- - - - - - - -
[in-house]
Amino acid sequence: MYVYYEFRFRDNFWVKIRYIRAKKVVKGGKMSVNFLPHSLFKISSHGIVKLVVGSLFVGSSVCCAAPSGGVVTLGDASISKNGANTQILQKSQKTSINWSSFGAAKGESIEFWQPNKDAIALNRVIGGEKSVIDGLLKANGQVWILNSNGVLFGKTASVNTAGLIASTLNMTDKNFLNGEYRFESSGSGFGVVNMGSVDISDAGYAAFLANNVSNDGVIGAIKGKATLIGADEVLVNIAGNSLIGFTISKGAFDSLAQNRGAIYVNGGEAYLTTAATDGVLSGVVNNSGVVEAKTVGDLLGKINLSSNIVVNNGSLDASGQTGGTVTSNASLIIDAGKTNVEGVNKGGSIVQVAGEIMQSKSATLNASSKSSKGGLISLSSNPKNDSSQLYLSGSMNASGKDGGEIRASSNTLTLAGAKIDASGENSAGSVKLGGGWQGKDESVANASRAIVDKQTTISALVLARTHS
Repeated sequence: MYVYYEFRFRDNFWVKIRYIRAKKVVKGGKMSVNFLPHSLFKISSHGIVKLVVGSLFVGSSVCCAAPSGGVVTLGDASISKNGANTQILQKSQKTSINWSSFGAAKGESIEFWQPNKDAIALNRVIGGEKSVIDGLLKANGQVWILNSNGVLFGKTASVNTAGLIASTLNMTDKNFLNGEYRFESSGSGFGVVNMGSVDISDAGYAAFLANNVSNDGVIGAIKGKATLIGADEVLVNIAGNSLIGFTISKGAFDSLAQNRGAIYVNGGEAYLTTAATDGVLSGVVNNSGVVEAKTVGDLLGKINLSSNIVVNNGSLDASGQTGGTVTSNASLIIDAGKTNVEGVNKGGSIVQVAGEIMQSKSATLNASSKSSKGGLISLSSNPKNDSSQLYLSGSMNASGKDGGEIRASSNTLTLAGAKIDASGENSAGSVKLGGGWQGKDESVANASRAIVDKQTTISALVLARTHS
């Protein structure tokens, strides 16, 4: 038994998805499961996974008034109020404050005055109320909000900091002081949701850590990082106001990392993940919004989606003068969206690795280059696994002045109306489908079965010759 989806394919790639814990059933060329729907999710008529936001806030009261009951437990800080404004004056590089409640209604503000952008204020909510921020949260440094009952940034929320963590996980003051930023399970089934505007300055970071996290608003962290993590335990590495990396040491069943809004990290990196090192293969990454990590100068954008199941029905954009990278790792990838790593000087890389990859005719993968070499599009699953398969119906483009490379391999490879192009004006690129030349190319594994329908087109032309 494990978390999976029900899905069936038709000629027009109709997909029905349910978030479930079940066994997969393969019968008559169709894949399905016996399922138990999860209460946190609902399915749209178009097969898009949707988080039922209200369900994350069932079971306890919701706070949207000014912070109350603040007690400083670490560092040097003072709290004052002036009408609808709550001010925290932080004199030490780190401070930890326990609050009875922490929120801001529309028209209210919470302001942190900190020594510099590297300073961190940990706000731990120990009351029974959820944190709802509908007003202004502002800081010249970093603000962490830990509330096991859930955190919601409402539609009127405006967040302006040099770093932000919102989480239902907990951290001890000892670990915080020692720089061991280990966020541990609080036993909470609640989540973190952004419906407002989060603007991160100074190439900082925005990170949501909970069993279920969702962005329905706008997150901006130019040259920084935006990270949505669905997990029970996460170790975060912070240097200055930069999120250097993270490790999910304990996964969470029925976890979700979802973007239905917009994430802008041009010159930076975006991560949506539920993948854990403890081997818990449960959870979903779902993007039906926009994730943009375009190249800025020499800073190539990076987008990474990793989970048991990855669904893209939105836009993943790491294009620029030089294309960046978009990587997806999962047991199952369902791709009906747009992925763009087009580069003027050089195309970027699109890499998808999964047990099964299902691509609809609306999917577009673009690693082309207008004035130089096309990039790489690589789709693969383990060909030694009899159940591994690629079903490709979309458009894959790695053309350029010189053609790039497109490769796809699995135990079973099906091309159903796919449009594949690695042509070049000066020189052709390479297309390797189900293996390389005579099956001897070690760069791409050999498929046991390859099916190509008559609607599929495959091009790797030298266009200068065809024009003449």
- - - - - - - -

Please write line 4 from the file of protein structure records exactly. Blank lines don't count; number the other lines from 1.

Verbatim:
């Protein structure tokens, strides 16, 4: 038994998805499961996974008034109020404050005055109320909000900091002081949701850590990082106001990392993940919004989606003068969206690795280059696994002045109306489908079965010759 989806394919790639814990059933060329729907999710008529936001806030009261009951437990800080404004004056590089409640209604503000952008204020909510921020949260440094009952940034929320963590996980003051930023399970089934505007300055970071996290608003962290993590335990590495990396040491069943809004990290990196090192293969990454990590100068954008199941029905954009990278790792990838790593000087890389990859005719993968070499599009699953398969119906483009490379391999490879192009004006690129030349190319594994329908087109032309 494990978390999976029900899905069936038709000629027009109709997909029905349910978030479930079940066994997969393969019968008559169709894949399905016996399922138990999860209460946190609902399915749209178009097969898009949707988080039922209200369900994350069932079971306890919701706070949207000014912070109350603040007690400083670490560092040097003072709290004052002036009408609808709550001010925290932080004199030490780190401070930890326990609050009875922490929120801001529309028209209210919470302001942190900190020594510099590297300073961190940990706000731990120990009351029974959820944190709802509908007003202004502002800081010249970093603000962490830990509330096991859930955190919601409402539609009127405006967040302006040099770093932000919102989480239902907990951290001890000892670990915080020692720089061991280990966020541990609080036993909470609640989540973190952004419906407002989060603007991160100074190439900082925005990170949501909970069993279920969702962005329905706008997150901006130019040259920084935006990270949505669905997990029970996460170790975060912070240097200055930069999120250097993270490790999910304990996964969470029925976890979700979802973007239905917009994430802008041009010159930076975006991560949506539920993948854990403890081997818990449960959870979903779902993007039906926009994730943009375009190249800025020499800073190539990076987008990474990793989970048991990855669904893209939105836009993943790491294009620029030089294309960046978009990587997806999962047991199952369902791709009906747009992925763009087009580069003027050089195309970027699109890499998808999964047990099964299902691509609809609306999917577009673009690693082309207008004035130089096309990039790489690589789709693969383990060909030694009899159940591994690629079903490709979309458009894959790695053309350029010189053609790039497109490769796809699995135990079973099906091309159903796919449009594949690695042509070049000066020189052709390479297309390797189900293996390389005579099956001897070690760069791409050999498929046991390859099916190509008559609607599929495959091009790797030298266009200068065809024009003449």